A middle aged man presented to our ED with back pain and confusion, had evidence of acute arterial insufficiency to his lower limbs and myocardial infarction on initial ECG. His workup included an urgent CT, which revealed a filling defect in his dilated left atrium, renal and splenic infarcts, and an embolism in his left internal iliac artery. Urgent embolectomy and fasciotomy could not save his left lower limb, and emergency cardiac surgery was required to excise an atrial myxoma. A brief narrative review of the literature is also presented, with this case being unusual in causing such widespread concurrent multiple organ damage, including stroke and myocardial infarct.
[Show abstract][Hide abstract] ABSTRACT: Atrial myxomas are the commonest primary cardiac tumors and usually affect the left atrium. Patients with atrial myxomas present with intracardiac obstruction, embolization to the pulmonary and systemic circulation, or constitutional symptoms.
The coronary arteries’ involvement in myxomatous embolization, although rare, has been described to cause acute myocardial infarction (AMI). We report a case of atrial myxoma associated MI and present the clinical and echocardiographic features of this presentation followed by review of the English literature for the association of atrial myxomas and acute myocardial infarctions (AMI).
Journal of the Saudi Heart Association 07/2014; 26(3). DOI:10.1016/j.jsha.2014.03.001
[Show abstract][Hide abstract] ABSTRACT: Objective
Patients with occult, undiagnosed cardiac myxomas (CM) often present with acute complications that mimic other, more common, conditions. We describe two recently encountered patients who classically demonstrate this phenomenon and report the results of an integrative review of CM cases to define the characteristics of such patients.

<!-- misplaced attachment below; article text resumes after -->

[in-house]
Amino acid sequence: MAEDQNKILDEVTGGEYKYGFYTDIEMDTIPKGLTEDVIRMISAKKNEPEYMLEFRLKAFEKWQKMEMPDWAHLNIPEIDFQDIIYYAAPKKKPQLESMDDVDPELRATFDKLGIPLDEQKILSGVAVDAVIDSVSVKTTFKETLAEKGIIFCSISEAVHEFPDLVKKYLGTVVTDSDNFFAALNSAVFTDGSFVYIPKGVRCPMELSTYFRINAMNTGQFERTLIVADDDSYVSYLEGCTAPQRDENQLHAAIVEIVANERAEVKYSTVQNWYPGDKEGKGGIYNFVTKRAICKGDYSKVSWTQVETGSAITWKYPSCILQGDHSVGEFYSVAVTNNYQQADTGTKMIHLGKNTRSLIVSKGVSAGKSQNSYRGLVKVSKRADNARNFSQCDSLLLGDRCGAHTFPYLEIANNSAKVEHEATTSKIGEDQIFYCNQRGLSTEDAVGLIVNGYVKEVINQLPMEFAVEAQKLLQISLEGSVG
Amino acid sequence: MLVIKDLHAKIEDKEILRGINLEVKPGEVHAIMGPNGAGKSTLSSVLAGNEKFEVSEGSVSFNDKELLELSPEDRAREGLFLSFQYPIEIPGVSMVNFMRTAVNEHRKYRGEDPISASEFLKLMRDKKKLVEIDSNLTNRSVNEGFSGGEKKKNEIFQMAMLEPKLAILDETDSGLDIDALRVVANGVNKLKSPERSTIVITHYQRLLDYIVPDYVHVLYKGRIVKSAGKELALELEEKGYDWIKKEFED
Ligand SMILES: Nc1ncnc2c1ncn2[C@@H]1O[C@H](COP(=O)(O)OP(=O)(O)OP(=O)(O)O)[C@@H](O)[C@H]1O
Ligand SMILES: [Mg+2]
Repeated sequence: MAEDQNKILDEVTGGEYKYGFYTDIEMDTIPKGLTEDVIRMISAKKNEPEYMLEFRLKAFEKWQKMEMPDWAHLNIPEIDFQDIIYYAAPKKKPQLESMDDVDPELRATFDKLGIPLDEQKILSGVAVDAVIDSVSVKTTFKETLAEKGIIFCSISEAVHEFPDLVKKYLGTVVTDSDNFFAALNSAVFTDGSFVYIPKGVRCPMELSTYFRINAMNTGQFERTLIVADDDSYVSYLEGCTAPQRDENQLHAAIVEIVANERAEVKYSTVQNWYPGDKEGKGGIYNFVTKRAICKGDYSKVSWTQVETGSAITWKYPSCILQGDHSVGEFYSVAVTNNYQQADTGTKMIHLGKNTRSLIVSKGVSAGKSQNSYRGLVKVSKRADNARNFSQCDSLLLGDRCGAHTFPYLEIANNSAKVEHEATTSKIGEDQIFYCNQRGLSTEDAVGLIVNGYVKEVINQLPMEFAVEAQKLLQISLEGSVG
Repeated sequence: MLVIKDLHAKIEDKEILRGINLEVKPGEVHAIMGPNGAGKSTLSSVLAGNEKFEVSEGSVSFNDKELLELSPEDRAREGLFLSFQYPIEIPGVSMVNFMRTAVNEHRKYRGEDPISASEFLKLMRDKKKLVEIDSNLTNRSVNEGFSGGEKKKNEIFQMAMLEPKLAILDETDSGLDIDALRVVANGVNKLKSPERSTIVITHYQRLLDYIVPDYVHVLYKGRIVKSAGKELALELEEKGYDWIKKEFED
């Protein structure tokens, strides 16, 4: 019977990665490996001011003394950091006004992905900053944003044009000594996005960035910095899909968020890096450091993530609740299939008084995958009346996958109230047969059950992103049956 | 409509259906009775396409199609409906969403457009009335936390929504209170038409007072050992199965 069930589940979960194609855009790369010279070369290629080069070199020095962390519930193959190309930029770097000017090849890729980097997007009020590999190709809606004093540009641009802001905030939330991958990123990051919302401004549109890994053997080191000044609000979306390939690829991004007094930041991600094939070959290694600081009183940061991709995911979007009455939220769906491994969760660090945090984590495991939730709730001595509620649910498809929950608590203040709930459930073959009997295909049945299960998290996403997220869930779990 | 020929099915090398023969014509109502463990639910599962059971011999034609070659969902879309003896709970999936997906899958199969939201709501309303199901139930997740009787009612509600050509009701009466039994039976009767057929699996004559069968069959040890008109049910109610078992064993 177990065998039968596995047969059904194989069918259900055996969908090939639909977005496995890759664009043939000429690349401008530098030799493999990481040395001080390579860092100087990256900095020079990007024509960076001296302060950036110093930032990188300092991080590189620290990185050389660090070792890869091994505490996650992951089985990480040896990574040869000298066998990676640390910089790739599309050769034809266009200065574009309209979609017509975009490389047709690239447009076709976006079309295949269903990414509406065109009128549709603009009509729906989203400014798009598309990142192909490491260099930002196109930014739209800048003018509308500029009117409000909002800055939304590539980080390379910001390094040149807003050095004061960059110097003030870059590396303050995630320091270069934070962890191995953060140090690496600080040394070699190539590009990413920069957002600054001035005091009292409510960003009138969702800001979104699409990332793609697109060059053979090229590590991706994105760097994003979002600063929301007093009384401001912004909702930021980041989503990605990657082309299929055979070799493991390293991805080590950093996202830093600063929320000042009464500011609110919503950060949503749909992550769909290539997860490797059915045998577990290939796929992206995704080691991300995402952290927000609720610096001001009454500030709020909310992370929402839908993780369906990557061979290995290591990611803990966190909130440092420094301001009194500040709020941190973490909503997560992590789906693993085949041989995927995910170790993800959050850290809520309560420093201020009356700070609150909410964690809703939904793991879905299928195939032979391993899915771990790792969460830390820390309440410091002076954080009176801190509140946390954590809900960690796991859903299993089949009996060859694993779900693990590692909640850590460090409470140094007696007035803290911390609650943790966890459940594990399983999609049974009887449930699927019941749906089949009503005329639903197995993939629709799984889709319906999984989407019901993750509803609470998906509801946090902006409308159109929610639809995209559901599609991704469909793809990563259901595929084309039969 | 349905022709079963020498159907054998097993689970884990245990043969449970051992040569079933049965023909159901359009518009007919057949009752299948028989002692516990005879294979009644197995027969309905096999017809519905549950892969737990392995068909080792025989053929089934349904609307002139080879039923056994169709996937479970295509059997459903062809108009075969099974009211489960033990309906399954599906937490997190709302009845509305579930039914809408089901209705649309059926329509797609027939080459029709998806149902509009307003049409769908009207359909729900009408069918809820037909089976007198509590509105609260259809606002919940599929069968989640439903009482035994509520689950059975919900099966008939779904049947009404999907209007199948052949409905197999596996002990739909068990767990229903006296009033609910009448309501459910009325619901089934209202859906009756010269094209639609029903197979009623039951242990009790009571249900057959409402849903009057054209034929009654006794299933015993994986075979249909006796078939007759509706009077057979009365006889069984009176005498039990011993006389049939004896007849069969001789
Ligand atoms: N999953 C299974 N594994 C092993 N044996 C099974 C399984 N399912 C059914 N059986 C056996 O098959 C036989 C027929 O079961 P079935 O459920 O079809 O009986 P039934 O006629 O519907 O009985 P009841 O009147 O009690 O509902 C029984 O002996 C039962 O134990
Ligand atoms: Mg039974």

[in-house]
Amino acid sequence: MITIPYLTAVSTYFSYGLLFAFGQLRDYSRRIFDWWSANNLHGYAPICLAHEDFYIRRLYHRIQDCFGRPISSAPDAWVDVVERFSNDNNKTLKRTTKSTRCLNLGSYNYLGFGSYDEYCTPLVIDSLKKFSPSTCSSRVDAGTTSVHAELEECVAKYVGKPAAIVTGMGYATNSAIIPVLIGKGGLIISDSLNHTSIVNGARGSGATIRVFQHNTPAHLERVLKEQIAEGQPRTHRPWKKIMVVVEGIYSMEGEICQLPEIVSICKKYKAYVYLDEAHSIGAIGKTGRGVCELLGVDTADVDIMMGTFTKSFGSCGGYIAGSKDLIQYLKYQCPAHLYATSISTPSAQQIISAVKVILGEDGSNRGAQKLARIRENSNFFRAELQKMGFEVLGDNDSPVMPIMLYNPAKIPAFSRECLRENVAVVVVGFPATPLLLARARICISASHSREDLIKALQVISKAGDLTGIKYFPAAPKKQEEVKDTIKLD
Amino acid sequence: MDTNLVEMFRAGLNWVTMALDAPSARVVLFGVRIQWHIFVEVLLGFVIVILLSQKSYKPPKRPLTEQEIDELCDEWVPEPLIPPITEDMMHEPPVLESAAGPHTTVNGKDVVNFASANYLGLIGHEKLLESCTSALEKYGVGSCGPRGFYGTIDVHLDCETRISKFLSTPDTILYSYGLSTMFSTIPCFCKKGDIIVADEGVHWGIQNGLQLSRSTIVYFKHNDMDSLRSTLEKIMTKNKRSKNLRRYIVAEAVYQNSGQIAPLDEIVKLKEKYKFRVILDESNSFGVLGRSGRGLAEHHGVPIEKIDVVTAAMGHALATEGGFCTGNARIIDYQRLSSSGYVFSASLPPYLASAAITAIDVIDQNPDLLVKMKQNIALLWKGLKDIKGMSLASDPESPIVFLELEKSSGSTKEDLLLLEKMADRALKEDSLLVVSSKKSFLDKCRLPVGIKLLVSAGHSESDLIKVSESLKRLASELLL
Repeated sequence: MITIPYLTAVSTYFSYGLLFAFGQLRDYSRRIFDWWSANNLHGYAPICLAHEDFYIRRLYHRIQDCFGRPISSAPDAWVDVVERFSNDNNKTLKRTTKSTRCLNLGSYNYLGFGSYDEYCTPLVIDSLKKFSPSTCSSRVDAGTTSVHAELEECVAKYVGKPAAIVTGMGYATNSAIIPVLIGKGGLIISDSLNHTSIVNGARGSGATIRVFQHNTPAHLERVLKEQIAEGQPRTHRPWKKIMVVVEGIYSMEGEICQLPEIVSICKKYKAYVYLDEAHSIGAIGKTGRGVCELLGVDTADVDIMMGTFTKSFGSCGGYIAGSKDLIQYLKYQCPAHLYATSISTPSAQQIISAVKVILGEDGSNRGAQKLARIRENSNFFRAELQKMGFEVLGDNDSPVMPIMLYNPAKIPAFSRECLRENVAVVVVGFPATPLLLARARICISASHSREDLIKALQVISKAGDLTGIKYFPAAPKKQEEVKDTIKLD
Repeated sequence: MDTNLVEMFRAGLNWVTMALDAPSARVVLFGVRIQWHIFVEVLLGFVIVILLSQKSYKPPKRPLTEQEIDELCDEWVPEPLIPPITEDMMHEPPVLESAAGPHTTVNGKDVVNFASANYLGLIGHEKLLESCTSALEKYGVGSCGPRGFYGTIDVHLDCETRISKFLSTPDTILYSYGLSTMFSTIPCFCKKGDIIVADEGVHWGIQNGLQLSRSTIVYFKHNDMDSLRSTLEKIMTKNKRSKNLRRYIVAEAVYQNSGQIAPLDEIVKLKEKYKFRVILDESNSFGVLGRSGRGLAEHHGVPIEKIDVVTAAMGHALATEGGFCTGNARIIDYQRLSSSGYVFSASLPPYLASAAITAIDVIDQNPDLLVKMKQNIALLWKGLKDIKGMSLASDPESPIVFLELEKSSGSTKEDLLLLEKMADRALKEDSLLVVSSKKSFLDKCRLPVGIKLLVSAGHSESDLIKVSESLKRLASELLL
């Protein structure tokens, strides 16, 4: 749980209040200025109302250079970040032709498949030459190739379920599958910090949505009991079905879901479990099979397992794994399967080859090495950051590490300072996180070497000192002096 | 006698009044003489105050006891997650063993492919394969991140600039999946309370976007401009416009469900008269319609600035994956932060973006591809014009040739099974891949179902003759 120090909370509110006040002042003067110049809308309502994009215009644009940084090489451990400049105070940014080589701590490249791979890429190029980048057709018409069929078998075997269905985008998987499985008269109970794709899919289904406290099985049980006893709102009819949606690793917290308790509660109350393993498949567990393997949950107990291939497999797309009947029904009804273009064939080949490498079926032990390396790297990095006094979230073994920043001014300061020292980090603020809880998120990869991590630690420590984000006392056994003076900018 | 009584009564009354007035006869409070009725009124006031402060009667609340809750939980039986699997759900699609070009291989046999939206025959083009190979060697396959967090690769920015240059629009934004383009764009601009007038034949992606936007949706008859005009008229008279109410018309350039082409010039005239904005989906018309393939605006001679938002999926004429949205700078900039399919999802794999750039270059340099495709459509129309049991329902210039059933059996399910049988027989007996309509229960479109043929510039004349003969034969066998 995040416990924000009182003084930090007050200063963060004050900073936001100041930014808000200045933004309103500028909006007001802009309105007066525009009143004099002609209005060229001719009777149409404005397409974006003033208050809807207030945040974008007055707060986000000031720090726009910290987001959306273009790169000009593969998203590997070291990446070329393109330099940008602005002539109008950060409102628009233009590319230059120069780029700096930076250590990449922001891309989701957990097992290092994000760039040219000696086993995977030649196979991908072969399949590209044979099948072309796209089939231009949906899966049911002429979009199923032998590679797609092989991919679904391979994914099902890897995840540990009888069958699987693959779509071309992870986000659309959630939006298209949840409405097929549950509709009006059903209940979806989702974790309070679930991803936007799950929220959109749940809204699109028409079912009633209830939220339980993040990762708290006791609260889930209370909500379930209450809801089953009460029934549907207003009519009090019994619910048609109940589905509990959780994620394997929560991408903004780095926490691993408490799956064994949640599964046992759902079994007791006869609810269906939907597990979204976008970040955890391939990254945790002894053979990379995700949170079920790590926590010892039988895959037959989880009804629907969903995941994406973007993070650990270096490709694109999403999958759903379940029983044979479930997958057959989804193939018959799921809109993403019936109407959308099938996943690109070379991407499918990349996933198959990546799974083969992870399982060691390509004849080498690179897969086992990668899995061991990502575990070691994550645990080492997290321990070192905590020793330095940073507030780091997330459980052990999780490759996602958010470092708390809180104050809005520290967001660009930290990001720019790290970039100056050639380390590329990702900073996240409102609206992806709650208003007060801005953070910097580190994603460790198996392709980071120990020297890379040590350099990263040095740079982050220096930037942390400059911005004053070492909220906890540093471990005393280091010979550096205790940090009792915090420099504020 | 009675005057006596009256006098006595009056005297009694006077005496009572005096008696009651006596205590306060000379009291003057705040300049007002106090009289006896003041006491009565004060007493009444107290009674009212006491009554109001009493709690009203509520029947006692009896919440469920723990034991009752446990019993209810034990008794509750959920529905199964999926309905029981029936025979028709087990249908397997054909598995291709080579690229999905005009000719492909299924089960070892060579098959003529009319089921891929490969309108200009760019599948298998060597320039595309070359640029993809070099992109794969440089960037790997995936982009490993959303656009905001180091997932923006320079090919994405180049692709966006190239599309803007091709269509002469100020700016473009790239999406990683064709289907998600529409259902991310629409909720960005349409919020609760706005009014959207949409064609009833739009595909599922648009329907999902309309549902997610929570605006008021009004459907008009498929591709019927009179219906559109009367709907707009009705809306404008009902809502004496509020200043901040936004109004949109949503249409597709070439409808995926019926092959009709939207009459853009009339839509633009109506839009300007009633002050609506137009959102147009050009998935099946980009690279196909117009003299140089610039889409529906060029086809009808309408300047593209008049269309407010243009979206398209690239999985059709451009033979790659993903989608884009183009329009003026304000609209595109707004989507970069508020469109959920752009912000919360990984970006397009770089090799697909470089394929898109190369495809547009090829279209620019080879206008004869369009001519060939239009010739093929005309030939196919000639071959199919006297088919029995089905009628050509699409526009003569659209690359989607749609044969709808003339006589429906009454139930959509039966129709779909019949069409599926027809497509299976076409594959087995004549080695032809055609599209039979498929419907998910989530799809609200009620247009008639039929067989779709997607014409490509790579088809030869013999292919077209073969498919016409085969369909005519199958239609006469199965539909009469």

A comprehensive 20-year review of reported cases that described patient-specific data of CM was performed. Using a standardized tool, the following elements were collected: age; gender; presenting symptoms and signs; diagnostic and management approaches; and outcomes.
126 cases of CM were identified. The mean patient age was 47.5 years (range 6–90). 70 (56%) were women. The most common mimic conditions initially being considered were cardiac complications, including acutely decompensated heart failure, myocardial infarction, dysrhythmia and sudden death (46%); systemic embolization, including cutaneous infarction and pulmonary embolism (23%); central nervous system embolization, including transient ischemic attack and acute stroke syndrome (22%); and constitutional conditions, such as fever, myalgia, arthralgia, fatigue and myxoma infections (17%). Echocardiography proved to be a readily available and accurate diagnostic test. The majority of reported patients experienced full recoveries after surgical intervention. Conclusions
CM is a rare but potentially life-threatening condition. Symptoms and signs relating to CM mimic other, more common conditions, resulting in diagnostic delay. Echocardiography can quickly and accurately diagnose CM and timely surgical intervention is curative. Clinician awareness of this condition, in a suggestive clinical context, will increase the likelihood of optimal patient outcome.
American Journal of Emergency Medicine 08/2014; 32(11). DOI:10.1016/j.ajem.2014.08.044 · 1.27 Impact Factor
[Show abstract][Hide abstract] ABSTRACT: A 55-year-old female presented to the emergency department at a small community hospital with cough, fever, dyspnea and blood-streaked sputum. A chest radiograph was ordered. She was diagnosed with pneumonia and discharged home with antibiotics. She returned three days later, afebrile, with worsening dyspnea and gross hemoptysis. She was found to have a murmur reported as chronic but had never been evaluated by echocardiography. A computed tomography chest and echocardiography were performed (Figure). She was diagnosed with a left atrial myxoma (Video). She was transferred and underwent tumor excision.
The western journal of emergency medicine 11/2014; 15(7):897-8. DOI:10.5811/westjem.2014.9.23744
Data provided are for informational purposes only. Although carefully collected, accuracy cannot be guaranteed. The impact factor represents a rough estimation of the journal's impact factor and does not reflect the actual current impact factor. Publisher conditions are provided by RoMEO. Differing provisions from the publisher's actual policy or licence agreement may be applicable.